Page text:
Seventeen years after Irene Morgan refused to sit in the back of the bus in Hayes Store, Virginia and six years after Rosa Parks’ refusal set off the Montgomery bus boycott bringing Dr. Martin Luther King Jr. to national attention, a racially integrated group quietly boarded a Trailways and a Greyhound bus in Washington, DC in 1961.
Morgan’s earlier defiance led the NAACP to successfully challenge the State of Virginia’s ban on integrated interstate transportation before the Supreme Court in 1946 (Morgan v. Commonwealth of Virginia) - but by 1961, little had changed. Interstate buses remained segregated as southern officials refused to accept the Court’s verdict citing Interstate Commerce Commission guidelines. By 1961, lunch counter sit-ins in Greensboro, North Carolina and even the Court’s 1955 ‘with all deliberate speed’ decision on Brown v. Board of Education desegregating the nation’s public schools had met with little long-term success.
By 1961, one hundred years after the Civil War, America was still a country divided by its racial history; a country still at war with its own hopes and ideals and, as it was soon to discover, the American people were ready to move toward a new era of tolerance and reconciliation. But that progress would come through bitter struggle.
Immediately after the Civil War, President Abraham Lincoln’s Emancipation Proclamation was embedded in Constitutional law in 1865 with adoption of the 13th Amendment banning slavery. In 1868, the 14th Amendment established the concepts of due process and equal protection; and in 1870, the 15th Amendment guaranteed voting rights regardless of race (but not gender). In 1883, the Civil Rights Act of 1875 that guaranteed all citizens fair and equal treatment was found unconstitutional by the Supreme Court.
As black southerners began to assume the mantle of full citizenship after the Civil War, white Democrats, still dominating the south’s political landscape, remained intent on depriving blacks of their constitutional rights. Adopting Jim Crow laws that mandated racial segregation as ‘separate but equal,’ southern blacks who attempted to vote or participate economically or politically were met with swift and brutal retaliation. Living in daily terror amidst a system that condoned lawlessness and assassination in the belief that blacks were less human than whites, Tuckegee Institute’s last Lynch Report estimated 4,733 lynchings of southern blacks between 1882 and 1959 with an average of 150 lynchings annually across the South between 1882 and 1901.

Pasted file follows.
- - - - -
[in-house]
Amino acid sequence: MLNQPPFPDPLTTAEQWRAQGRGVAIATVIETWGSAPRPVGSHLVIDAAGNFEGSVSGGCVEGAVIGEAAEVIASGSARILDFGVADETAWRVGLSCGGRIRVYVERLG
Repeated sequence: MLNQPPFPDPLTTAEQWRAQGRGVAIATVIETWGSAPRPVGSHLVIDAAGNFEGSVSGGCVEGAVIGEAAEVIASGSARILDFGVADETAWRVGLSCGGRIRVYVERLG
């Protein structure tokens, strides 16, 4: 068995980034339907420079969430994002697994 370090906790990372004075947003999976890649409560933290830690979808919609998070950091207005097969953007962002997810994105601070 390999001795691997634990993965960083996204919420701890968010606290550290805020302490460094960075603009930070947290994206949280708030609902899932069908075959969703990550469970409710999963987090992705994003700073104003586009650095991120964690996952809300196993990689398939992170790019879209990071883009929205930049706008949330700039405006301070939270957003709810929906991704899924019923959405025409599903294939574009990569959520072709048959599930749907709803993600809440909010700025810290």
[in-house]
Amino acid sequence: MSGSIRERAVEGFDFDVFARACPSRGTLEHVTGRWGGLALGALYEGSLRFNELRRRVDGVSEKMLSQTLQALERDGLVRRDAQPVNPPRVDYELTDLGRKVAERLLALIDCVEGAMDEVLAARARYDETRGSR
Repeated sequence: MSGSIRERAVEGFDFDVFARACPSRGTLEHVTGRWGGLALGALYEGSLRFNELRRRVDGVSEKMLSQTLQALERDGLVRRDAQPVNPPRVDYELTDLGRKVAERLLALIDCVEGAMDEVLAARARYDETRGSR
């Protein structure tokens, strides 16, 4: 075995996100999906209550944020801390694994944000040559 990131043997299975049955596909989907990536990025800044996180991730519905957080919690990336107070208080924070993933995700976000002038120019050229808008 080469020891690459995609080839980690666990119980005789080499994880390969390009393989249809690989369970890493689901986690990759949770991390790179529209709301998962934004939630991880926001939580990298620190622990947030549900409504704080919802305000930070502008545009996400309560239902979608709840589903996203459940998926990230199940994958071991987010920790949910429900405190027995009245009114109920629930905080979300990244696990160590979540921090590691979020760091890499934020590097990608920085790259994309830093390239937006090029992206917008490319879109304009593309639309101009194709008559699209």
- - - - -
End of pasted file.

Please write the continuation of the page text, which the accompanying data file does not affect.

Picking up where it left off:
Even after Morgan and President Harry Truman created the Presidential Commission on Civil Rights and introduced anti-lynching legislation which southern Democrats blocked, American blacks were still second-class citizens trapped in a caste system of racial bigotry.
In 1942, the American affiliate of the London-based Fellowship of Reconciliation branched off to form the Congress on Racial Equality (CORE) embracing Gandhian principles of pacifism with its mission to ‘abolish the color line through direct non-violent action.” As repeated attempts at bus integration met with fierce resistance and no institutional vehicle to force compliance with Morgan, CORE’s trio of Bayard Rustin, James Farmer and Jim Peck conceived of a Journey of Reconciliation to challenge the continued segregation of the south’s transit system. While philosophical and strategic differences emerged between CORE, impatient for progress and the national NAACP which preferred a more cautious approach through the Courts, two events in the summer of 1946 sparked CORE’s Journey: a WW II combat veteran of the Pacific was severely beaten riding home to North Carolina and lost sight of both eyes by gouging from a police billy club while another WWII combat veteran’s successful trip from Atlanta to Washington, DC encouraged further acts of defiance.
In April, 1947, sixteen volunteers including three ministers, a biologist and a jazz musician traveled a ‘safe’ route through preselected areas of Virginia, North Carolina, Kentucky and Tennessee. By the end of their two week Journey, the value of direct action in exposing the country’s hypocrisy to democratic ideals had proved successful with only 12 arrests and one violent confrontation but the larger goal of a fully integrated transit system south of Mason-Dixon remained illusive.
By the early 1950’s, as Wisconsin Senator Joe McCarthy’s attacks took their toll on liberal causes, CORE’s funds and enthusiasm waned as a unanimous 1956 Supreme Court decision (Gayle v Browder) desegregated local city-wide bus transit ending the Montgomery bus boycott. In 1957, the Eisenhower Administration’s federalizing the National Guard to protect nine black high school students in Little Rock, Arkansas was its last effort to enforce Brown. As each sit-in or march became an individual victory, no one single achievement broke the back of decades of vigilante terror and discrimination.